Employment laws have been developed to protect employeesÃÂ rights, but this has not always been the case. Prior to the Industrial Revolution, employees and employers had equal bargaining power in most instances; after the Industrial Revolution power shifted in favor of the large employers, and issues regarding working conditions, pay, hours and child labor arose (Cheeseman, 2007). Today employees have many rights, including the right not to be discriminated against, which will be discussed in this paper with regard to the federal employment law that pertained to the situation. This paper will also describe how the federal law was effective in resolving the situation, the actions the employers were obligated to perform in complying with the federal employment act, and how the situation could have been handled if the worker involved was a contract laborer or a union member.
Employment SituationA Caucasian female supervisor was promoted to a managerial position which created a situation with a Hispanic male supervisor who wanted the promotion.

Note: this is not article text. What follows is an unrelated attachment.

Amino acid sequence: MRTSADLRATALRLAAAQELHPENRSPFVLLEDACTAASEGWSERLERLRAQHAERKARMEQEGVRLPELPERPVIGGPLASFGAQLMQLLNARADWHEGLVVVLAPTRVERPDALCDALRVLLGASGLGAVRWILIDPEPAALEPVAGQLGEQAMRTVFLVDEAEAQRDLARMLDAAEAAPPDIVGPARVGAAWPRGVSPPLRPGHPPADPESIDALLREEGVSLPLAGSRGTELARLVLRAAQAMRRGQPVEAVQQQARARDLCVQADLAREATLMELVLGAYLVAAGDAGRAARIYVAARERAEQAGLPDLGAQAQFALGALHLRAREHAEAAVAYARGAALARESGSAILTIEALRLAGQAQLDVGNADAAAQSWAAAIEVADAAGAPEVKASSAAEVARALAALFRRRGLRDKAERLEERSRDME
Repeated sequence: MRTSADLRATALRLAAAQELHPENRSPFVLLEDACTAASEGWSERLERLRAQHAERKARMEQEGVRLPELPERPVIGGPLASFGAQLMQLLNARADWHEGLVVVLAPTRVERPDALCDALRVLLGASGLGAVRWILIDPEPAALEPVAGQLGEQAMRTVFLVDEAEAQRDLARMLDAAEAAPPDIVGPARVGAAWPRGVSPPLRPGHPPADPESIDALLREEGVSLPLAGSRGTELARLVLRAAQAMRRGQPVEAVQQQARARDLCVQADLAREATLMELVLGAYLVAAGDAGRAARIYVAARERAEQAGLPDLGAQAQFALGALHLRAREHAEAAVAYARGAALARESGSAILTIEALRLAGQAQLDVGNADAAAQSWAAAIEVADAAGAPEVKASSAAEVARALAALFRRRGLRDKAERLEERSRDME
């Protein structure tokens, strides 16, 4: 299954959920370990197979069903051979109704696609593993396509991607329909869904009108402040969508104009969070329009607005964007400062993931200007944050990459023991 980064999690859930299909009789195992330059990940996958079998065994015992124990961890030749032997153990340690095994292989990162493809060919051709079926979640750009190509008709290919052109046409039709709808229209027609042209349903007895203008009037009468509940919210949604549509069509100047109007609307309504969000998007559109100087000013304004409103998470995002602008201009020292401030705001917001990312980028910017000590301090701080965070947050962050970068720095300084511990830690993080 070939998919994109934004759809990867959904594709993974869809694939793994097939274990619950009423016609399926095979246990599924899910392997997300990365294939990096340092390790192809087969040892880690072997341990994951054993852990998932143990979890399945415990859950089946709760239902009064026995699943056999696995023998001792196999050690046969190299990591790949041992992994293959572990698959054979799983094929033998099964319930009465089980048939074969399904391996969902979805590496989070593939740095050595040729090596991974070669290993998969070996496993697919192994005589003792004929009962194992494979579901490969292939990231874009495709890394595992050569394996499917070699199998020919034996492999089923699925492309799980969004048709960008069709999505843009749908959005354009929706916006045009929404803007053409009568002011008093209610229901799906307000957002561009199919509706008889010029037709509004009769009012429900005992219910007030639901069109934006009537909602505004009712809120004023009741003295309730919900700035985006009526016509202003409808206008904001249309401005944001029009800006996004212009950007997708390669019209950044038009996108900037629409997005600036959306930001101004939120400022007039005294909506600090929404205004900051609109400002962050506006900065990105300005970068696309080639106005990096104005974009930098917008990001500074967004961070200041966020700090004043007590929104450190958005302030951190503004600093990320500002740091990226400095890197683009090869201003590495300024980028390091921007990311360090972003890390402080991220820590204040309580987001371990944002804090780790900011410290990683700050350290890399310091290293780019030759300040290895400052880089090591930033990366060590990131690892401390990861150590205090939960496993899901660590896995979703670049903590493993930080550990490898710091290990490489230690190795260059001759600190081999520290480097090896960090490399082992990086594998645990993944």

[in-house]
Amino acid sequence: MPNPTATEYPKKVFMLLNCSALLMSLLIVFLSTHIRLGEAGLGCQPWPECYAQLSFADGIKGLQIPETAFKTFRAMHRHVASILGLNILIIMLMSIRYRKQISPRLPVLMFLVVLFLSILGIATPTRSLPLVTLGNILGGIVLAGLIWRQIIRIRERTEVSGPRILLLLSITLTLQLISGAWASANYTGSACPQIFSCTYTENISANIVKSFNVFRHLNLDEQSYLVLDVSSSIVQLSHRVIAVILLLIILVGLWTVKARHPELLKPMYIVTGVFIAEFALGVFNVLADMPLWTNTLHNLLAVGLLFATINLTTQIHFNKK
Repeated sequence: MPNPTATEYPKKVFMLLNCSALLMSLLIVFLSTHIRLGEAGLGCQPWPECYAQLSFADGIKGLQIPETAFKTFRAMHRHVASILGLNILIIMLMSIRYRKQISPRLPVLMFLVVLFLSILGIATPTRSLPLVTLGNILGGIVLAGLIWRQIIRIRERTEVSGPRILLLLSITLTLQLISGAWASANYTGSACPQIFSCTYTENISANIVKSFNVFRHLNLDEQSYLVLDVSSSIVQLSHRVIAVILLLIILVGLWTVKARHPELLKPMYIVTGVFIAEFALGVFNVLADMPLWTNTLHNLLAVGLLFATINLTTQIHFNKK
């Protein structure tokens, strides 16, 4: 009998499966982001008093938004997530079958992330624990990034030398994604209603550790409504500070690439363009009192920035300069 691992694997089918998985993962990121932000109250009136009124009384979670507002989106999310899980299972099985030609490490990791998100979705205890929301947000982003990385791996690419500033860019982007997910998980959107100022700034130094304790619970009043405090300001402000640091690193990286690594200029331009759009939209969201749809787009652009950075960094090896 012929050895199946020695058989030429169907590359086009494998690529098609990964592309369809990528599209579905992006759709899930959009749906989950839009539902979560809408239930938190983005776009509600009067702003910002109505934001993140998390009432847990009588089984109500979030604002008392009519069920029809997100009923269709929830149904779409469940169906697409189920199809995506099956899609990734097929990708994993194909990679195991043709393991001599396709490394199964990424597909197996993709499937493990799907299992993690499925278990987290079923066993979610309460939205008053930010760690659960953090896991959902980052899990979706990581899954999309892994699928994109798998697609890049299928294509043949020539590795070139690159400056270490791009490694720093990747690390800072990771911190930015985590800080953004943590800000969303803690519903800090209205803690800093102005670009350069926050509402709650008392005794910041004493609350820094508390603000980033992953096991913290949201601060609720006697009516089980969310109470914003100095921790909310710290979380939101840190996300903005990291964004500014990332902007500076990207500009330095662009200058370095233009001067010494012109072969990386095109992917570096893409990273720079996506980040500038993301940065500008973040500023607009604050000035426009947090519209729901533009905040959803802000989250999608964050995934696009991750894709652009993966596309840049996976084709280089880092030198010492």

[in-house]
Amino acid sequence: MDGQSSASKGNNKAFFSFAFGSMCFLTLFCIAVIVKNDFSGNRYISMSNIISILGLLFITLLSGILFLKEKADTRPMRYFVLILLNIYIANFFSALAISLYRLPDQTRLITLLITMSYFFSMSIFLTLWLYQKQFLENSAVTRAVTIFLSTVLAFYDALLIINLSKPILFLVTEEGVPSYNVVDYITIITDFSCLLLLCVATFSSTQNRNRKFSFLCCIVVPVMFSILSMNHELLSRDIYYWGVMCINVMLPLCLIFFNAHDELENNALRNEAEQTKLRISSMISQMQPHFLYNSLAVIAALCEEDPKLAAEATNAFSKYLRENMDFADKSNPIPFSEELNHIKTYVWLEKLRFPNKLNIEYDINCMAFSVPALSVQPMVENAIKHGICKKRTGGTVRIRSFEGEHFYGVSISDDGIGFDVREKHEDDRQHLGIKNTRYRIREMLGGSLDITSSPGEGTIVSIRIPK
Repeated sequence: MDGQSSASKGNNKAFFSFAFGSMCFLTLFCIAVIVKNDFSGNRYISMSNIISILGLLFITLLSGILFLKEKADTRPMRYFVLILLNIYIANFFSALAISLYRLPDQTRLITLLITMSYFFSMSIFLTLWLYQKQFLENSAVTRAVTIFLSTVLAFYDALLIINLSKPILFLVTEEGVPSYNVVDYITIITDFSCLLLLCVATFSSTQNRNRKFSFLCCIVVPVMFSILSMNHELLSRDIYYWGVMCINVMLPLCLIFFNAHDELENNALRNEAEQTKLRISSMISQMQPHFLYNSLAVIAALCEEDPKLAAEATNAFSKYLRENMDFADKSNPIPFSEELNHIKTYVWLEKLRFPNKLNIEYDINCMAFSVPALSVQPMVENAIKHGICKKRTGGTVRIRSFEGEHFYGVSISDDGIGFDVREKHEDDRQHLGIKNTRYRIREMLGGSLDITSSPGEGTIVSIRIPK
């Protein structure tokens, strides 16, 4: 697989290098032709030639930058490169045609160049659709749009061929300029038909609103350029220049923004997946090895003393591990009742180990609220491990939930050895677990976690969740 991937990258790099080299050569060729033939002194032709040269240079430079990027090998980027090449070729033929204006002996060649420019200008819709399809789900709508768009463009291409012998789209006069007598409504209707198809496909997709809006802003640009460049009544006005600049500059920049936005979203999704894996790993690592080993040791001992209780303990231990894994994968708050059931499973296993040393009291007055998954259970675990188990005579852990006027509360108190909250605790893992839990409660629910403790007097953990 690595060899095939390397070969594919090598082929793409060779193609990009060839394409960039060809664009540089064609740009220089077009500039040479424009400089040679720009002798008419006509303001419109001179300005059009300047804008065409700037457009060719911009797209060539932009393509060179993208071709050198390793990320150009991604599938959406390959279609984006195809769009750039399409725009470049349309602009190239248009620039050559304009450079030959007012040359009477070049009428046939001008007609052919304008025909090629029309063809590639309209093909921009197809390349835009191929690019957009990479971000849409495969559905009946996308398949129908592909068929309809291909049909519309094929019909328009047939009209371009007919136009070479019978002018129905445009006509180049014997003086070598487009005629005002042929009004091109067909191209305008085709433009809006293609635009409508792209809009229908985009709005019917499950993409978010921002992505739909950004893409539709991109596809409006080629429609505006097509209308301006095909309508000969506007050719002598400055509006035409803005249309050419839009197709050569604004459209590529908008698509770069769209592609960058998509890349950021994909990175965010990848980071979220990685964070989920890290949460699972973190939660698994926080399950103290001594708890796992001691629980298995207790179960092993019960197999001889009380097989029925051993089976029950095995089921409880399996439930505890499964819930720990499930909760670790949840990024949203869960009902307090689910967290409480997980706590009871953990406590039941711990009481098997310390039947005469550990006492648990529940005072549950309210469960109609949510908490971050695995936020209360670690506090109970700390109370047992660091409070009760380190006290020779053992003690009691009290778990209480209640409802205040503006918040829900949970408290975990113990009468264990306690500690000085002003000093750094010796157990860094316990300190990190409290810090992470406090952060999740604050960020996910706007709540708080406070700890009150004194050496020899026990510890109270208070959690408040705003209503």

The male supervisor believed he was being discriminated against because he was a Hispanic male and made allegations that the Caucasian female received the promotion because she was having an affair with the plant manager. The supervisor who did not receive the promotion believed he was being discriminated against based on race and sex as prohibited by Title VII of the Civil Rights Act of 1964.
Title VII of the Civil Rights Act of 1964.
Title VII, also called the Fair Employment Practices Act, was enacted by Congress to eliminate job discrimination based on (1) race, (2) color, (3) national origin, (4) sex, and (5) religion (Cheeseman, 2007). Title VII is one of 11 provisions of the Civil Rights Act of 1964, which was proposed by President John F. Kennedy in 1963, but passed in...